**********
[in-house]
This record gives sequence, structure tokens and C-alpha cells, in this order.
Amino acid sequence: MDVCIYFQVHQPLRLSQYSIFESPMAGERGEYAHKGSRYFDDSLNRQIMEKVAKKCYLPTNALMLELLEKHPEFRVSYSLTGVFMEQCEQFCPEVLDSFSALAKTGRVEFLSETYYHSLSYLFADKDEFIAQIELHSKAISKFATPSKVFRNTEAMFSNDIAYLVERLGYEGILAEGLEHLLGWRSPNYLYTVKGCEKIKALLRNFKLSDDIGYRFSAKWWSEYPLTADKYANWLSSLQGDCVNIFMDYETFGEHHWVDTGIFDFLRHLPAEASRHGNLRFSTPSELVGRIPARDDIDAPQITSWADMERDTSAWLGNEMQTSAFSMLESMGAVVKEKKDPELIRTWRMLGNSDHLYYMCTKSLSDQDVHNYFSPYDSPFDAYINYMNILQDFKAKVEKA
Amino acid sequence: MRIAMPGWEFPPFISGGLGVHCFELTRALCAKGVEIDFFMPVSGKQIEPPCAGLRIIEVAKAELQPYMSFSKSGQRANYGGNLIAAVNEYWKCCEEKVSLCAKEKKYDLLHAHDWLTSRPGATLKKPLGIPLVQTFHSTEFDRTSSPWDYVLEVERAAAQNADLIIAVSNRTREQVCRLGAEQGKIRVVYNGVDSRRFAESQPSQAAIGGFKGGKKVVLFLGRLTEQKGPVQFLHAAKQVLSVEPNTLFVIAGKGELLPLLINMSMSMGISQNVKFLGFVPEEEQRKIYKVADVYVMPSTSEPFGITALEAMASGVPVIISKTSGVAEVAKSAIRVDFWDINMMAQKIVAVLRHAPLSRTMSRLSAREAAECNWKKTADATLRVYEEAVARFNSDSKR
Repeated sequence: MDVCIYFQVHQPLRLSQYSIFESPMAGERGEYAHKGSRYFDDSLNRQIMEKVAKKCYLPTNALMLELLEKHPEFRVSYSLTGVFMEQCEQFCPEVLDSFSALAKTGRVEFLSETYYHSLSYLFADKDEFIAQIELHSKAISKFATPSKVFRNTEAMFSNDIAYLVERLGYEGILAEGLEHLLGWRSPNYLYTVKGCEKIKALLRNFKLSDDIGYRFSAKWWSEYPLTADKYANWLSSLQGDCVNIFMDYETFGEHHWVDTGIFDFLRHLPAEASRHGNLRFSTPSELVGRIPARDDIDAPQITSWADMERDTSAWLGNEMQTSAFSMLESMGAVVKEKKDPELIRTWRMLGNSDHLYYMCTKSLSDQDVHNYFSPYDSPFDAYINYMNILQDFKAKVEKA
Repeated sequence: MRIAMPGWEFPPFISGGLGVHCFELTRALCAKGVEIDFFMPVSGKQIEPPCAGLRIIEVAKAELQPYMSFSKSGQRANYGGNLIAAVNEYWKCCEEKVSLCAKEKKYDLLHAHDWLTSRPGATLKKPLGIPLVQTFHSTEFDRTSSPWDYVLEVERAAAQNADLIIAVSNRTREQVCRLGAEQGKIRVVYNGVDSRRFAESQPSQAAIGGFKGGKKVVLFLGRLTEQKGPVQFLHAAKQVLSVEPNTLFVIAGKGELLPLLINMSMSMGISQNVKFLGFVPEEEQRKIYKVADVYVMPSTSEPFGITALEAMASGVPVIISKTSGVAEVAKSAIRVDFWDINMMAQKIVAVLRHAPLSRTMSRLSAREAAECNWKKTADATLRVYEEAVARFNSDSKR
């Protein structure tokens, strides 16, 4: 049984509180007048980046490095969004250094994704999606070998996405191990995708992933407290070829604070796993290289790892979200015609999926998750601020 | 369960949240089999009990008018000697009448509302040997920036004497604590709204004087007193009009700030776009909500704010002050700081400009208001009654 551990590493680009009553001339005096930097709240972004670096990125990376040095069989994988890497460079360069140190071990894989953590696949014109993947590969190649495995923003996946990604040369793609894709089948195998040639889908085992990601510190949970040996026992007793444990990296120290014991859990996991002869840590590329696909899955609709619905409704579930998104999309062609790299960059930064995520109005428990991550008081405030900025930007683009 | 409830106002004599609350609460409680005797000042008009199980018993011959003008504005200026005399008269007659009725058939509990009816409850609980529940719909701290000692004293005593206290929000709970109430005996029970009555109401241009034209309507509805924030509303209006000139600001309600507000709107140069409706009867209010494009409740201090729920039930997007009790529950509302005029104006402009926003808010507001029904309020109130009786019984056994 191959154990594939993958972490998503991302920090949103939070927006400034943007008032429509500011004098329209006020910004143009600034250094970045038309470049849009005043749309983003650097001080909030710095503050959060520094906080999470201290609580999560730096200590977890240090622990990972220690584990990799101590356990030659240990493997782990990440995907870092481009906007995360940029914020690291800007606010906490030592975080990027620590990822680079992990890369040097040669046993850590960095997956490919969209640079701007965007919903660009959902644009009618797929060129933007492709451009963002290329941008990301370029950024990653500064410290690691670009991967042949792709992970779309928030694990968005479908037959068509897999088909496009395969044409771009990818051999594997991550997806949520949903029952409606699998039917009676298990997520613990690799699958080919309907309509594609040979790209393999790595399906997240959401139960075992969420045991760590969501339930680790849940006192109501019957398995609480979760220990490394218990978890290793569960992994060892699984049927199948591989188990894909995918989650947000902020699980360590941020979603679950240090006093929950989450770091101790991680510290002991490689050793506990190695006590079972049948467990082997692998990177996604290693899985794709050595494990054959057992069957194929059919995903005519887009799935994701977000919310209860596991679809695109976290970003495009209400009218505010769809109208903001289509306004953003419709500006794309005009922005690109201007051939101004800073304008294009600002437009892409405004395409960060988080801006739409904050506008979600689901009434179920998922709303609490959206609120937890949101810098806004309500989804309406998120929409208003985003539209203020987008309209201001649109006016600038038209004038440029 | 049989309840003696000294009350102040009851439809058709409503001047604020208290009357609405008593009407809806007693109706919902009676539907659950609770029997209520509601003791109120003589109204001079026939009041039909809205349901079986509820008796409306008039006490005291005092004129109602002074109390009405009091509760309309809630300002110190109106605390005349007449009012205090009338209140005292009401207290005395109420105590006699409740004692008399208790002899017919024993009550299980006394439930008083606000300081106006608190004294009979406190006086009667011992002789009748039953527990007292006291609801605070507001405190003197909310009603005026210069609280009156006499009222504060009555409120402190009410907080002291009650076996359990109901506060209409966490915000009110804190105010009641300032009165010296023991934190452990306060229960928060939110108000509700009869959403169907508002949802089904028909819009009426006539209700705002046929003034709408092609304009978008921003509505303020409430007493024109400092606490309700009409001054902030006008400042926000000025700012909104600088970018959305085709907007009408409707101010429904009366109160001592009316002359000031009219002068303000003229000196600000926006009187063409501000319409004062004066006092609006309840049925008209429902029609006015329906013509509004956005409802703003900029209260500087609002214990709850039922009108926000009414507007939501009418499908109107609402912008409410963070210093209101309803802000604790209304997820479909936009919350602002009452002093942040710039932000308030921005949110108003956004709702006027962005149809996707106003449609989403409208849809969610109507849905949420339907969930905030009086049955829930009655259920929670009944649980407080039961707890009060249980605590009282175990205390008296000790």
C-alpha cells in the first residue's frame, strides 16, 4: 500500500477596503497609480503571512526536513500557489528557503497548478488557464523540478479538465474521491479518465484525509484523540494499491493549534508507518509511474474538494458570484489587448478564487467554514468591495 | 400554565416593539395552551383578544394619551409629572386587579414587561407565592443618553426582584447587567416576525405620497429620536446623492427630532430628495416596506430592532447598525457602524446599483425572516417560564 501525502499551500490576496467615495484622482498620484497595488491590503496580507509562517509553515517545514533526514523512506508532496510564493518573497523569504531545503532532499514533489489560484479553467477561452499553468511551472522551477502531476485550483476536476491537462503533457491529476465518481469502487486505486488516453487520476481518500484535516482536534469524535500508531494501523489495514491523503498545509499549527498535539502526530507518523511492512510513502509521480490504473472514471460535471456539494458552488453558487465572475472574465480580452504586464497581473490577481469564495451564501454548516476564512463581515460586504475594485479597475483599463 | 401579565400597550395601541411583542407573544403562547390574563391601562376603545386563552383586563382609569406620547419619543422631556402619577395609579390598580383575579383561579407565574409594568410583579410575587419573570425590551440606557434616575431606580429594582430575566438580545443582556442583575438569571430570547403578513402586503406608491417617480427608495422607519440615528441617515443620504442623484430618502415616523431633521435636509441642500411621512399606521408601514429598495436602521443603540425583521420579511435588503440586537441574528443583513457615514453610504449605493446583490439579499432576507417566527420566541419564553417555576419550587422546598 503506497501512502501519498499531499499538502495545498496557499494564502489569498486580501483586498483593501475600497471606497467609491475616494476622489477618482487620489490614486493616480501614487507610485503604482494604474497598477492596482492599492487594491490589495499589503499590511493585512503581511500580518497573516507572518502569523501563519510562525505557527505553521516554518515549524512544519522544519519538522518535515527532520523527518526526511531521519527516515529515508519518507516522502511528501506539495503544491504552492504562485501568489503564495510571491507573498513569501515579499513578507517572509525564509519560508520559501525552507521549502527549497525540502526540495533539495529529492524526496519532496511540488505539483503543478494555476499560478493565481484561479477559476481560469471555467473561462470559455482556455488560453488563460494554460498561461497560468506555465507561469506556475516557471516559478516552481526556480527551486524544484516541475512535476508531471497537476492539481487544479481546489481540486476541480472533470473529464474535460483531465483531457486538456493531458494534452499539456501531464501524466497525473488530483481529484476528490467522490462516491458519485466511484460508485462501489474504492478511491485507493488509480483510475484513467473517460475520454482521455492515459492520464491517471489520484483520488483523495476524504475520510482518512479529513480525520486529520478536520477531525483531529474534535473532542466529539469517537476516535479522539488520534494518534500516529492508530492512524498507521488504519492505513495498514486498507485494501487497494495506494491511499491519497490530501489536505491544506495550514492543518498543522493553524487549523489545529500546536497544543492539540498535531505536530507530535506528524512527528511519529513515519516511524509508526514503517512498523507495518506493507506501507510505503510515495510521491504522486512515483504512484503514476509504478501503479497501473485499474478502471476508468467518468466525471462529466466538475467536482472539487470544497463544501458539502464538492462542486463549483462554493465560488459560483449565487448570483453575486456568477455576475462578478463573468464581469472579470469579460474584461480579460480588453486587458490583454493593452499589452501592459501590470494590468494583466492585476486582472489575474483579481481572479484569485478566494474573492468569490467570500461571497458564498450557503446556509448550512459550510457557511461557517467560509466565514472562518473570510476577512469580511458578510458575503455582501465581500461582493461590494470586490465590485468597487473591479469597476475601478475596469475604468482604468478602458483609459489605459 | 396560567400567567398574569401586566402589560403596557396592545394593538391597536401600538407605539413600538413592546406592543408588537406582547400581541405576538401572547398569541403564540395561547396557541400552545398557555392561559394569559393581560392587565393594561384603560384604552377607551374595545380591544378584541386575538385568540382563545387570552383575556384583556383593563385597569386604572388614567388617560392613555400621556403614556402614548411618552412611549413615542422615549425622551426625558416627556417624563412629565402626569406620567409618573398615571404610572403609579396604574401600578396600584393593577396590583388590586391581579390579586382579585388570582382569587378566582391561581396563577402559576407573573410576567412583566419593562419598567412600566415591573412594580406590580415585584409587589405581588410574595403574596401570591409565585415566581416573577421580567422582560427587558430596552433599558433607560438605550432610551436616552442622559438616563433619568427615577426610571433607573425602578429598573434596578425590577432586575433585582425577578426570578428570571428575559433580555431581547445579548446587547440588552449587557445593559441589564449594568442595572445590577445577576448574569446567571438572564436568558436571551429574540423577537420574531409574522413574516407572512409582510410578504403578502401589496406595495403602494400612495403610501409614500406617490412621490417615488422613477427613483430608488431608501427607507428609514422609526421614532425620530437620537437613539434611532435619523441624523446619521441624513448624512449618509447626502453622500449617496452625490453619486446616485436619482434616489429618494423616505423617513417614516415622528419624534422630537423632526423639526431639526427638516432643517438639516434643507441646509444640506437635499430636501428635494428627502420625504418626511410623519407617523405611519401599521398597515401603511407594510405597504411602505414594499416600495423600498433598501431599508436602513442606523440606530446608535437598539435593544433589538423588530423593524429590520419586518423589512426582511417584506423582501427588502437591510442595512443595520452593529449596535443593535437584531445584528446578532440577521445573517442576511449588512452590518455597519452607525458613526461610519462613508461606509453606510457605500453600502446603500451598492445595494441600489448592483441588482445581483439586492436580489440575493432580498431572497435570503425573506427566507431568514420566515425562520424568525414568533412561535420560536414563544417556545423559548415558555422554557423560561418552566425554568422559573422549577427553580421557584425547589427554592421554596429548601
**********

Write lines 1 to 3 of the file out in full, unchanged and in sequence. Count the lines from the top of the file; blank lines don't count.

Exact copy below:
[in-house]
This record gives sequence, structure tokens and C-alpha cells, in this order.
Amino acid sequence: MDVCIYFQVHQPLRLSQYSIFESPMAGERGEYAHKGSRYFDDSLNRQIMEKVAKKCYLPTNALMLELLEKHPEFRVSYSLTGVFMEQCEQFCPEVLDSFSALAKTGRVEFLSETYYHSLSYLFADKDEFIAQIELHSKAISKFATPSKVFRNTEAMFSNDIAYLVERLGYEGILAEGLEHLLGWRSPNYLYTVKGCEKIKALLRNFKLSDDIGYRFSAKWWSEYPLTADKYANWLSSLQGDCVNIFMDYETFGEHHWVDTGIFDFLRHLPAEASRHGNLRFSTPSELVGRIPARDDIDAPQITSWADMERDTSAWLGNEMQTSAFSMLESMGAVVKEKKDPELIRTWRMLGNSDHLYYMCTKSLSDQDVHNYFSPYDSPFDAYINYMNILQDFKAKVEKA